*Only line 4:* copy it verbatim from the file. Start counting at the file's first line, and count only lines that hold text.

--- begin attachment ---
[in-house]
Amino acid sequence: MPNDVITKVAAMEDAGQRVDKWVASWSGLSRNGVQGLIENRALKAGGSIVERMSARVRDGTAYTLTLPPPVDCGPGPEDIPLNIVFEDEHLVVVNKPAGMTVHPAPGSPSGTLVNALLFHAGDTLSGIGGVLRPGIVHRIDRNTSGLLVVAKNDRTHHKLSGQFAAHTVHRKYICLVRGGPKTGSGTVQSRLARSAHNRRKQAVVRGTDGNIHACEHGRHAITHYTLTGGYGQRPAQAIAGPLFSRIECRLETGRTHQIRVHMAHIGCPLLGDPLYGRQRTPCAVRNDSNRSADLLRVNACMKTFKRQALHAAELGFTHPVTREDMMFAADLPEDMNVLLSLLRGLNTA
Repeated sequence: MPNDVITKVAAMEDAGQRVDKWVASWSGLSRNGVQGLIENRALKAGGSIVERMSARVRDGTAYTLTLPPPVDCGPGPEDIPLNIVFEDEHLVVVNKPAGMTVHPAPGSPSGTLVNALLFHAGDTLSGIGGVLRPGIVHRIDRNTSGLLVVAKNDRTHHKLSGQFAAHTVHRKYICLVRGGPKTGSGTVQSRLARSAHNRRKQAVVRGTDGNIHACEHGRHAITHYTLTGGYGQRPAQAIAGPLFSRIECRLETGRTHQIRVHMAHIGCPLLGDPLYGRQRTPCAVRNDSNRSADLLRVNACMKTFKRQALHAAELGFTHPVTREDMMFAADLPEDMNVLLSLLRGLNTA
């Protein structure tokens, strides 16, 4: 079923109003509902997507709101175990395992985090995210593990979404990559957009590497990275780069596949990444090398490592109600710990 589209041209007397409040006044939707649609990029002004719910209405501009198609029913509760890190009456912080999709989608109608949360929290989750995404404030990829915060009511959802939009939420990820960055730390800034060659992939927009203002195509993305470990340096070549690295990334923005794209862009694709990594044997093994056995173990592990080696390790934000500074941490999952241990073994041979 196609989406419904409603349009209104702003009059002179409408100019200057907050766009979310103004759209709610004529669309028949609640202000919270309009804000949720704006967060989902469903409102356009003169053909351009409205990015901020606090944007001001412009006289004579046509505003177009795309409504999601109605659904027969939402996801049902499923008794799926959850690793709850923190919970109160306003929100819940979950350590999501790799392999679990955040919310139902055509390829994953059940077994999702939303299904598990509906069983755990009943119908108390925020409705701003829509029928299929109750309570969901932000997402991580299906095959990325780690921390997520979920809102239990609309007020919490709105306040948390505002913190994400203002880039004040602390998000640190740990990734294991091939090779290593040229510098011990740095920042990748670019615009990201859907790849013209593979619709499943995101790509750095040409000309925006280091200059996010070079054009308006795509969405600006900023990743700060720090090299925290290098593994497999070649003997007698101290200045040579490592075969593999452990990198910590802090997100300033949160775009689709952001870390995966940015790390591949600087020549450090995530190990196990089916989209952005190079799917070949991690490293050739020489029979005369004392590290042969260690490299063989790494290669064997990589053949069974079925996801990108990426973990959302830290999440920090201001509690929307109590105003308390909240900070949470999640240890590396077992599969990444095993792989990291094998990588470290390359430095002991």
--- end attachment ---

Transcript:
């Protein structure tokens, strides 16, 4: 079923109003509902997507709101175990395992985090995210593990979404990559957009590497990275780069596949990444090398490592109600710990 589209041209007397409040006044939707649609990029002004719910209405501009198609029913509760890190009456912080999709989608109608949360929290989750995404404030990829915060009511959802939009939420990820960055730390800034060659992939927009203002195509993305470990340096070549690295990334923005794209862009694709990594044997093994056995173990592990080696390790934000500074941490999952241990073994041979 196609989406419904409603349009209104702003009059002179409408100019200057907050766009979310103004759209709610004529669309028949609640202000919270309009804000949720704006967060989902469903409102356009003169053909351009409205990015901020606090944007001001412009006289004579046509505003177009795309409504999601109605659904027969939402996801049902499923008794799926959850690793709850923190919970109160306003929100819940979950350590999501790799392999679990955040919310139902055509390829994953059940077994999702939303299904598990509906069983755990009943119908108390925020409705701003829509029928299929109750309570969901932000997402991580299906095959990325780690921390997520979920809102239990609309007020919490709105306040948390505002913190994400203002880039004040602390998000640190740990990734294991091939090779290593040229510098011990740095920042990748670019615009990201859907790849013209593979619709499943995101790509750095040409000309925006280091200059996010070079054009308006795509969405600006900023990743700060720090090299925290290098593994497999070649003997007698101290200045040579490592075969593999452990990198910590802090997100300033949160775009689709952001870390995966940015790390591949600087020549450090995530190990196990089916989209952005190079799917070949991690490293050739020489029979005369004392590290042969260690490299063989790494290669064997990589053949069974079925996801990108990426973990959302830290999440920090201001509690929307109590105003308390909240900070949470999640240890590396077992599969990444095993792989990291094998990588470290390359430095002991």